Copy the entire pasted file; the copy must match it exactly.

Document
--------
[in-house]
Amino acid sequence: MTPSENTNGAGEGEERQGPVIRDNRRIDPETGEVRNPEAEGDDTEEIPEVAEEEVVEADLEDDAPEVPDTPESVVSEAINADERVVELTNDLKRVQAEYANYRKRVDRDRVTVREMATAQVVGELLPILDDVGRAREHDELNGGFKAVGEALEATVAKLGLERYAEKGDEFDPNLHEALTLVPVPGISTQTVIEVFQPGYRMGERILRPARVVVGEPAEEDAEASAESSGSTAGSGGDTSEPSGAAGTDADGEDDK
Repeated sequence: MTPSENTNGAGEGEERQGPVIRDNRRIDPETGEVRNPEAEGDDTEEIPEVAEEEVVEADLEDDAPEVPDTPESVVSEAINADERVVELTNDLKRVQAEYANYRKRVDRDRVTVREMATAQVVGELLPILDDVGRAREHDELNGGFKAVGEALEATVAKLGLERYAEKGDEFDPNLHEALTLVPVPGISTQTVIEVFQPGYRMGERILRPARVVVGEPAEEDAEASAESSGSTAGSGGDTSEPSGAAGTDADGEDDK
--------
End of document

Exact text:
[in-house]
Amino acid sequence: MTPSENTNGAGEGEERQGPVIRDNRRIDPETGEVRNPEAEGDDTEEIPEVAEEEVVEADLEDDAPEVPDTPESVVSEAINADERVVELTNDLKRVQAEYANYRKRVDRDRVTVREMATAQVVGELLPILDDVGRAREHDELNGGFKAVGEALEATVAKLGLERYAEKGDEFDPNLHEALTLVPVPGISTQTVIEVFQPGYRMGERILRPARVVVGEPAEEDAEASAESSGSTAGSGGDTSEPSGAAGTDADGEDDK
Repeated sequence: MTPSENTNGAGEGEERQGPVIRDNRRIDPETGEVRNPEAEGDDTEEIPEVAEEEVVEADLEDDAPEVPDTPESVVSEAINADERVVELTNDLKRVQAEYANYRKRVDRDRVTVREMATAQVVGELLPILDDVGRAREHDELNGGFKAVGEALEATVAKLGLERYAEKGDEFDPNLHEALTLVPVPGISTQTVIEVFQPGYRMGERILRPARVVVGEPAEEDAEASAESSGSTAGSGGDTSEPSGAAGTDADGEDDK